For starters, this pending decision could change legal precedent regarding the protectability of color as a trademark in the United States.  Under American trademark law, color on a fashion item can serve as a trademark brand so long as it has acquired secondary meaning and is not essential to the use or purpose of the item or affect its cost or quality.  Fashion consumers arguably regularly associate colors with reputable brands, including Hermes’ orange, Burberry’s classic beige plaid and Tiffany’s robin’s egg blue. 

Even so, an unfavorable ruling for Louboutin could severely circumscribe color protection for fashion designers.  Designers already have limited recourse in protecting their valuable apparel and shoe designs, especially in the United States.  Lack of protection of a color scheme itself will become yet another unavailable protective mechanism.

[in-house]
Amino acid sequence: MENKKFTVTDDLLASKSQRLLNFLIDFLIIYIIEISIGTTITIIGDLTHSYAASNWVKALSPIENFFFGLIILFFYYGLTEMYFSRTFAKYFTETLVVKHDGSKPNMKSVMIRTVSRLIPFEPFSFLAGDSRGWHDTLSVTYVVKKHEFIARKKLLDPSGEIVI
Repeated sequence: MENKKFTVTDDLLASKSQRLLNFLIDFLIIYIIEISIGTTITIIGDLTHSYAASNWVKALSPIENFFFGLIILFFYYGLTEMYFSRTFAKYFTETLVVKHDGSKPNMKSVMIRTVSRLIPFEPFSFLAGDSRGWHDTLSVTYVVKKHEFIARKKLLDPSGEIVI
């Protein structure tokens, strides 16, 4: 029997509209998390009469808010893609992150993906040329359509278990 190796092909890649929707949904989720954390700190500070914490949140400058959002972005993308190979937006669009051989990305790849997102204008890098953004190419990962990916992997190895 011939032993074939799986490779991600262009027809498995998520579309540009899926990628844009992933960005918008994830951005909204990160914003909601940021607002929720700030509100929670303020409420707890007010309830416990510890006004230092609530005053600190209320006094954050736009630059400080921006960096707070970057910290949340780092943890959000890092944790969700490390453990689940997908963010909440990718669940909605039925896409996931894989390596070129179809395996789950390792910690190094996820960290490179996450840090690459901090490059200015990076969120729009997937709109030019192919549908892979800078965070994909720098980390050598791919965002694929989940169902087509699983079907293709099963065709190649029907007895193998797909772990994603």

Despite the availability of countless shades of red and other colors for high fashion and as equally not-so-high fashion shoe designers to use on the bottoms of their soles, an affirming decision by the Court of Appeals could, to Louboutin’s dismay, essentially grant opportunists a “license to copy.”  Overzealous competitors would have a license to freely use the color red or another similarly situated color on their shoe bottoms without any sort of ramifications.  In turn, third-party use of the red soles, particularly in the lower end markets, could devalue Louboutin’s brand and the precious notoriety that it has developed over years of marketing and quality production.  The question then is whether Louboutin’s signature red soles still have the same desirable “whip appeal” to celebrities and fashionistas worldwide.